FORT SILL, Oklahoma (Sept. 21, 2018) -- Serving the Army as the "Quiet Professional" often means that a unit could ride in the wake of the tireless efforts of its warrant officers with no historical record of who those warrants were.

A record would serve to honor the most influential and pioneering warrant officers in the Air Defense Artillery Branch. It would provide a historical record for warrant officers to learn from, and set examples for its junior warrant officers to emulate. Such is the purpose of the ADA Warrant Officer Wall of Honor in Hopkins Hall. It also serves to honor warrant officers who made the ultimate sacrifice in combat while serving in or assigned to an ADA unit.

The ADA WO Wall of Honor was first envisioned by Chief Warrant Officer 5 Nathaniel "Nate" Jones while serving as the third Chief Warrant Officer of the Air Defense Artillery Branch (CWOB).

It was Jones' vision that a wall be created to record the lineage of warrant officers in the air defense artillery branch. The first ADA Wall of Honor was in the warrant officer training wing at McClymont Hall, the Patriot missile instructional facility.

Upon assumption of responsibility as the fourth CWOB, Chief Warrant Officer 5 Christopher Wehmeier oversaw the relocation of the honor wall to Hopkins Hall, to ensure that it would have visibility to all ADA warrant officers as they rotated through the school for their primary military education.

On Aug. 30, Chief Warrant Officer 5 Eric Maule, ADA Chief Warrant Officer of the Branch, unveiled the restoration of the ADA Warrant Officer Wall of Honor, and christened this occasion by inducting arguably the most influential warrant officer in the history of the ADA Branch -- retired Chief Warrant Officer 5 Jones.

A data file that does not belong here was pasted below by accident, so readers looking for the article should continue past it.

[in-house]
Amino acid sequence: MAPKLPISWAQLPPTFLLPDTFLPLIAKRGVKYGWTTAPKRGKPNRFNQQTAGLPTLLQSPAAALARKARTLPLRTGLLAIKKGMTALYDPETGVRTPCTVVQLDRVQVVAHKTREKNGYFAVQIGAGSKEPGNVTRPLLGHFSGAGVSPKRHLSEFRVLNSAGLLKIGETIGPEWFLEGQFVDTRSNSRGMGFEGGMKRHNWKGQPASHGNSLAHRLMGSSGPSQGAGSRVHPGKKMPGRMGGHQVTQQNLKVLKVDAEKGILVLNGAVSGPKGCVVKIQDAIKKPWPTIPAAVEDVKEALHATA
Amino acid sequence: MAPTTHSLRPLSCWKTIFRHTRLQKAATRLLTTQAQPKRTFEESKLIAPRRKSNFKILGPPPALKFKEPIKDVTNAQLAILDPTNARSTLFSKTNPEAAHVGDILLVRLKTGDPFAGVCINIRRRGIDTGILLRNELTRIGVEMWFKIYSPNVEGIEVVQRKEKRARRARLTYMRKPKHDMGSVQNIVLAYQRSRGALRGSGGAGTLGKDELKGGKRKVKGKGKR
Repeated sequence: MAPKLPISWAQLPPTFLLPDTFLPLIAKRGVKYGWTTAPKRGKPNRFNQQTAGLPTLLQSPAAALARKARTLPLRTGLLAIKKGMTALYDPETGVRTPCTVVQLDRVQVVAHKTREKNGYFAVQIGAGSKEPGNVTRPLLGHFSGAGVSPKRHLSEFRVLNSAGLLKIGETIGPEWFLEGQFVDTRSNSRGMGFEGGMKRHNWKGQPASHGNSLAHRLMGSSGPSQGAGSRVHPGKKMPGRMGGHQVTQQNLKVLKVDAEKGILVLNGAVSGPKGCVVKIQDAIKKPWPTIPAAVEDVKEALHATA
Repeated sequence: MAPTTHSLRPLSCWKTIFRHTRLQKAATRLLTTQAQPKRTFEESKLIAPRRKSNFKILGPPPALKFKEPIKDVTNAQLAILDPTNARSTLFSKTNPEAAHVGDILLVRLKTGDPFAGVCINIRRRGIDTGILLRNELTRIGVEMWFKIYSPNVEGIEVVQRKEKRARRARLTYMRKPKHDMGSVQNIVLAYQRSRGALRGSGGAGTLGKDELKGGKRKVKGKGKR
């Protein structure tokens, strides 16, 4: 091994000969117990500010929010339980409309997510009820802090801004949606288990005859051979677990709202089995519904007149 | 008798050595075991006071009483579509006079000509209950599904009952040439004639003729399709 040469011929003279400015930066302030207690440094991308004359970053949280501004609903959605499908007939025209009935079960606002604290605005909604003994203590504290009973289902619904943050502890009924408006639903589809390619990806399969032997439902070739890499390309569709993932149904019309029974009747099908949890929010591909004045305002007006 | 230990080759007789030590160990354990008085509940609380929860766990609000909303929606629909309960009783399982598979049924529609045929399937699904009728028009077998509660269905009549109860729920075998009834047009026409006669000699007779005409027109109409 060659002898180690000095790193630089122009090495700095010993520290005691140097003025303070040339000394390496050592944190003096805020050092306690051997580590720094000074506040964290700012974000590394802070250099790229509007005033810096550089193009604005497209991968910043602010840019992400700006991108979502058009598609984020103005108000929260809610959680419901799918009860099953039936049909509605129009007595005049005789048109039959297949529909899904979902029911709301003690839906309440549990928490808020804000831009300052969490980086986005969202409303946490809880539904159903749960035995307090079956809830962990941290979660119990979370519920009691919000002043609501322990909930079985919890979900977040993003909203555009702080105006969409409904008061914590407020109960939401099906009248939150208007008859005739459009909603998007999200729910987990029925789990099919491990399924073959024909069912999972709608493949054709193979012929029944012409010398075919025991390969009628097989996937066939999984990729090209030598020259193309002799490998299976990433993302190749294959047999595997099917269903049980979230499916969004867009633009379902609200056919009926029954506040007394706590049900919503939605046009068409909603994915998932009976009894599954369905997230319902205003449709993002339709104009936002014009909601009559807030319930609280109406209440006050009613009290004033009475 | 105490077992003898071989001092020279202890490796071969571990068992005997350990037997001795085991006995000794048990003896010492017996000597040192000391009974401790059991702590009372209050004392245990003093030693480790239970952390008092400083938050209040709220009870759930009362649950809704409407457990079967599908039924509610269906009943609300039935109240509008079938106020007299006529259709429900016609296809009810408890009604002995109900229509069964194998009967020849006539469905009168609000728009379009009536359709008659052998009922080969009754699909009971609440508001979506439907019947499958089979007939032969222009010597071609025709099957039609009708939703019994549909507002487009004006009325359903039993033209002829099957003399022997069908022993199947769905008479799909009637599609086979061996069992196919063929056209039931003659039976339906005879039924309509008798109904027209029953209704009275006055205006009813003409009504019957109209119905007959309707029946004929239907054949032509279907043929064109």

CHIEF WARRANT OFFICER 5 JONES
Jones set the standard for all ADA WOs to emulate. He was one of the first warrant officers in Army history to graduate from the Command and General Staff College, and was the first warrant to earn a certification from the Army War College in Strategic Leadership and Strategy and Defense Policy Development. All of which he brought to bear as he assumed responsibility as the third Chief Warrant Officer of the Air Defense Artillery Branch.
Jones was instrumental in the development of the 140E Military Occupational Specialty split and corrected enduring disparities in 140A promotions.

Jones established ADA's first command chief warrant officer positions and re-aligned the CWOB position to nest within the ADA Commandant's command group.

As a tactician, Jones defined excellence for all ADA Warrant Officers. Throughout his career, Jones pioneered the expanse, reach, and influence of the ADA Warrant Officer through multiple operational, multinational, and international assignments normally reserved for senior ranking officers.

Some of his duty positions were Red Team Leader for the 94th Army Air and Missile Defense Command G-3/5 (Strategic Plans), senior air defense adviser to the Kuwaiti Air Force, and U.S. representative to the NATO Low-Level Ground Based Air Defense Standardization Board.

When not resetting the bar in the national and international communities, Jones was accepting challenges in the Training and Doctrine Command, such as the first full-time course manager to the newly developed Patriot Top Gun course, the Air and Missile Defense Planner's Course, and as the life-cycle manager for the Patriot weapon system.

His efforts in all of these endeavors will have resounding effects in the ADA community for decades.
Even in retirement, Nate continues to serve the ADA community not only as a contractor in the defense industry, but also as the first-ever warrant officer to be appointed to an executive position within the Air Defense Artillery Association.

Col. Brian Gibson, Air Defense Artillery School commandant and chief of ADA, congratulated Jones.
"The legacy you left for our Soldiers matters, and I cannot think of a better model for our warrant officers today," Gibson said.